As an energetic popcorn muncher, Percy Jackson exudes a mixture of stylized adventuring, blending into the pantheon of mythologies. Slipping into the popularized frame of teenage magic dueling and personal responsibility, Jackson (Logan Lerman) hoists up a glistening sword, stabbing stuff which may interfere with his quest to snatch the life giving Golden Fleece.
This all used to be a namesake of Ray Harryhausen and Co., now doused with computer generated creepers and mountainous lava gods. It’s too much. Sea of Monsters rustles through a miserably slim narrative to find an excuse to jettison some kids from Camp Half-Breed, sending them on a quest without adult supervision.
Sea of Monsters is a saga of diminishing returns; there are only so many sniveling cross bred monsters to parade around on screen before their sights lose oomph. This Percy Jackson sequel loves its myth-based beasties, inside and out. Plotting requires at least one at all times to push the story forward, exposition not enough on its own. Jackson overcomes a shroud of self-doubt and his newly inserted oafish cyclops brother battles the harm of prejudice to add a glimmer of character.
Otherwise, this is a crowded film of faces, all meant to fill space between the rampancy of visual effects. Sea of Monsters is engorging on its computer rendered designs – all done well – while forgetting to anchor any of this down tight. There is no patience exhibited and zero trust laid onto its audience to soak up story, resorting to making rules for progression’s sake. The onslaught of expensive showmanship is wholly fantasy and ultimately worthless sans conjoining elements.
The series remains fun whether it pours on the razzle dazzle in place of story. Percy Jackson is a sharpened world of unseen gods and typical villainy from Luke Castellan (Jake Abel recreating his best Kevin Bacon). Despite an exhaustive nature, Sea of Monsters leeches onto its title, proudly boasting a roster of textbook, legendary abnormalities such as a mechanical golden bull. Everything is shiny and shimmering to draw the eye.
Devoid of tricks, Fox’s teen spectacle franchise soaks up predictable developments from Marc Guggenheim’s screenplay, eye rolling to cinematic veterans yet still fresh to an intended audience. Then Fox snagged a guy named Thor to direct it all (because it seems wholly appropriate) to plaster theaters with this “totally not Harry Potter” side journey. Sea of Monsters is something to look at akin to a picture book: Pretty, if suffocating on the idea of substance.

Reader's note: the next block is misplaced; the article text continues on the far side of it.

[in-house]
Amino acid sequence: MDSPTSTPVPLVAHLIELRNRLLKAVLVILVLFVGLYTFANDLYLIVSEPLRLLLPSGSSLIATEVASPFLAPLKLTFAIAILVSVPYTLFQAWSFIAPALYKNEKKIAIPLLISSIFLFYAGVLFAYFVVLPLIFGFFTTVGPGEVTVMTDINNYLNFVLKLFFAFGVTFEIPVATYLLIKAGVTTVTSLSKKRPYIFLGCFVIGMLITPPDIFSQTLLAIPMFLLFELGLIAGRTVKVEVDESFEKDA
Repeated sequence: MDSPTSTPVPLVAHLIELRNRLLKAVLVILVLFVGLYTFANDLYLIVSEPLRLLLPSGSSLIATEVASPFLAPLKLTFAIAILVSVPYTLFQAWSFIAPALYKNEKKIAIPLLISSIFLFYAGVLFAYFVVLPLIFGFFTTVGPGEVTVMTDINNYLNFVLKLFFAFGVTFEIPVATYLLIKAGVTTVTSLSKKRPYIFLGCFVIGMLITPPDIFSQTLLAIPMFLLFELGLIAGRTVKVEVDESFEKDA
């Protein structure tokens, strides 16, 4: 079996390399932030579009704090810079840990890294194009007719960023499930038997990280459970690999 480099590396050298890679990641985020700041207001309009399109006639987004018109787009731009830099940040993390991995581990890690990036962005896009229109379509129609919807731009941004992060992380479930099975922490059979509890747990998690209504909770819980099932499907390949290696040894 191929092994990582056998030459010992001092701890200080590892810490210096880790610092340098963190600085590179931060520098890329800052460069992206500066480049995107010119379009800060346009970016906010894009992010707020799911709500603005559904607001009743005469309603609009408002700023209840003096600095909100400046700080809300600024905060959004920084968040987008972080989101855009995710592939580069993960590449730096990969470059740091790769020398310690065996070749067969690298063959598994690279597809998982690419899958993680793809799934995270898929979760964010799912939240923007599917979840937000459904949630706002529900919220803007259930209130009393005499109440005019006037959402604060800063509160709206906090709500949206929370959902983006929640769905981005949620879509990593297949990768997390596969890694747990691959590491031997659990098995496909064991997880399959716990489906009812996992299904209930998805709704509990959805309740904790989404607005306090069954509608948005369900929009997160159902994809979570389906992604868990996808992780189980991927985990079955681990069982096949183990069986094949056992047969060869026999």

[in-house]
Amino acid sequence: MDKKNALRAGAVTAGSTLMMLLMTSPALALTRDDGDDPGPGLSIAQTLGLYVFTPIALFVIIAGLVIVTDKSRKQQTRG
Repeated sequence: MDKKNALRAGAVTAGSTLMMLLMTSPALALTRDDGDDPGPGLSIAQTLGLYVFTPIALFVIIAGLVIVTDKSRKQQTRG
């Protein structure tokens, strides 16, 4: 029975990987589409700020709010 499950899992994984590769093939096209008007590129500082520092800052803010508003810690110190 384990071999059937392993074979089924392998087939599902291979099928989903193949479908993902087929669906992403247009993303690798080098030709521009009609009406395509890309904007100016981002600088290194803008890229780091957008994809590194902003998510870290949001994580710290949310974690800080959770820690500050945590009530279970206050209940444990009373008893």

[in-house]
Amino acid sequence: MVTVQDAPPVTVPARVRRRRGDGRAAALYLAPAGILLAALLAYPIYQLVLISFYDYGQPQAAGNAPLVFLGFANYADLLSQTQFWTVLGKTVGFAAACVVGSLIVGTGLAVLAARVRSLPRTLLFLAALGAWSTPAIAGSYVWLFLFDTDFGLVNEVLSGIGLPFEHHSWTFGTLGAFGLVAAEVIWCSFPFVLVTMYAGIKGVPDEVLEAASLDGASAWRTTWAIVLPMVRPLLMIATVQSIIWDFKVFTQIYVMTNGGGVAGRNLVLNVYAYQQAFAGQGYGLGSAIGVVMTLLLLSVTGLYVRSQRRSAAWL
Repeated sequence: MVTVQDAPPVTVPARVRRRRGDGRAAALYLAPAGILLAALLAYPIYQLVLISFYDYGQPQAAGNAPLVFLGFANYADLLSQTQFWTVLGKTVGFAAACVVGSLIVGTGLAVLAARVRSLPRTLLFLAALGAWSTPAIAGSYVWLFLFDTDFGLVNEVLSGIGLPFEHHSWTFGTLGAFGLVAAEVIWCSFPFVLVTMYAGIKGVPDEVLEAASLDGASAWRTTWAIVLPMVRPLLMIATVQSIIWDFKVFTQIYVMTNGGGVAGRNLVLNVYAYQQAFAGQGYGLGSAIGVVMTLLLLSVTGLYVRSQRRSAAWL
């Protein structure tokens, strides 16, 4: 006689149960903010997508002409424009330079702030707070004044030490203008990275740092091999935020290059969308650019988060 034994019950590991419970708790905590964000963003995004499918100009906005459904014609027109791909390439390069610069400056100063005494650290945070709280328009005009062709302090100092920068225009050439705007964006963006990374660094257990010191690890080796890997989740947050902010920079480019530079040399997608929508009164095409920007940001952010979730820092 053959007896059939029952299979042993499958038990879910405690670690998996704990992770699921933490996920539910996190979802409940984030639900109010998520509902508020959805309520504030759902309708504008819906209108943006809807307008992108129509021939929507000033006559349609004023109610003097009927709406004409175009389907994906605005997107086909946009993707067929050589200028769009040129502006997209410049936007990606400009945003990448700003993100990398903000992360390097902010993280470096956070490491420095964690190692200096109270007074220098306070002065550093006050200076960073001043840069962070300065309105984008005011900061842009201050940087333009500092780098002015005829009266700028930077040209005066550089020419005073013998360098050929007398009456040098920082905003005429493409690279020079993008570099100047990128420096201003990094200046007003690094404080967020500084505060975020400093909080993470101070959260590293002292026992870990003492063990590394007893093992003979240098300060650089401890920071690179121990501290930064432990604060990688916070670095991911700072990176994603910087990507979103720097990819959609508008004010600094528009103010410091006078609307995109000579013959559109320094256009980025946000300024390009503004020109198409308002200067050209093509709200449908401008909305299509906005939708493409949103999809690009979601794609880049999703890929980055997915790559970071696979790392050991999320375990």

Despite a parade of digital antagonists (and some protagonists) dominating this feature, Sea of Monsters was delivered on film. There are digital tweaks inbound, especially color, while a mild unobtrusive grain structure slips in almost unnoticed. Imagery is strikingly clean with packed in sharpness. Slippery cinematography will often lose its naturally crisp nature and soften up.
While this feature opens with intense contrast and depth (including a blitz of primary color), images begin a descent into dulled teal. Squashed exteriors are devastated by digital color grading, matching the low light interiors. It is as if the feature forgets the art of showmanship for the sake of unoriginal, modern palettes.
Sea of Monsters will astound with its well trained depth regardless of dull color output. Blacks maintain density and richness and even if contrast loses its full punch to blues, there remains enough to oblige the technically minded viewer.
Textural qualities are here, if not in abundance. Close-ups drip facial definition while the majority of the best material is layered onto the CG creations. Inside the literal “belly of the beast,” small hairs line a monster’s digestive track, all of them defined. Any fur exhibited will gain points on this disc. Environments showcase well with trees and expansive shots of ocean currents. Consider this a looker if an inconsistent one.
A raw showcase for how to best utilize each surround in a 7.1 set up, Sea of Monsters rallies to life on the basis of thunderstorms, marauding creatures, fire, and unnerving ambiance inside of a monsters tummy. This mix is everywhere and given full opportunity to break from the center. This is broad action audio with no fear of slipping into positionals.
Any of the raucous action scenes dump a vivid energy into the proceedings, whether LFE is requested to scale up a 100-foot lava god or a cyclop’s footsteps need tracked during a cave assault. This DTS-HD effort handles water blissfully too, rushing overhead from widely space stereos. An attack by a golden bull brings every piece together with thanks to flames sprouting and hooves hammering the ground. Sea of Monsters misses nothing.
Tread lightly through these weakened bonuses, meant mostly for promotional use. A motion comic depicts the backstory of Tyson, a cyclops character new to the film series. This is at least useful. Deconstructing a Demigod is four minutes of character blather and Back to Camp Half-Blood has the cast discussing their return to these sets. It’s All in the Eye is five minutes of design and effects for Tyson, providing actual making of information. Trailers mark the end.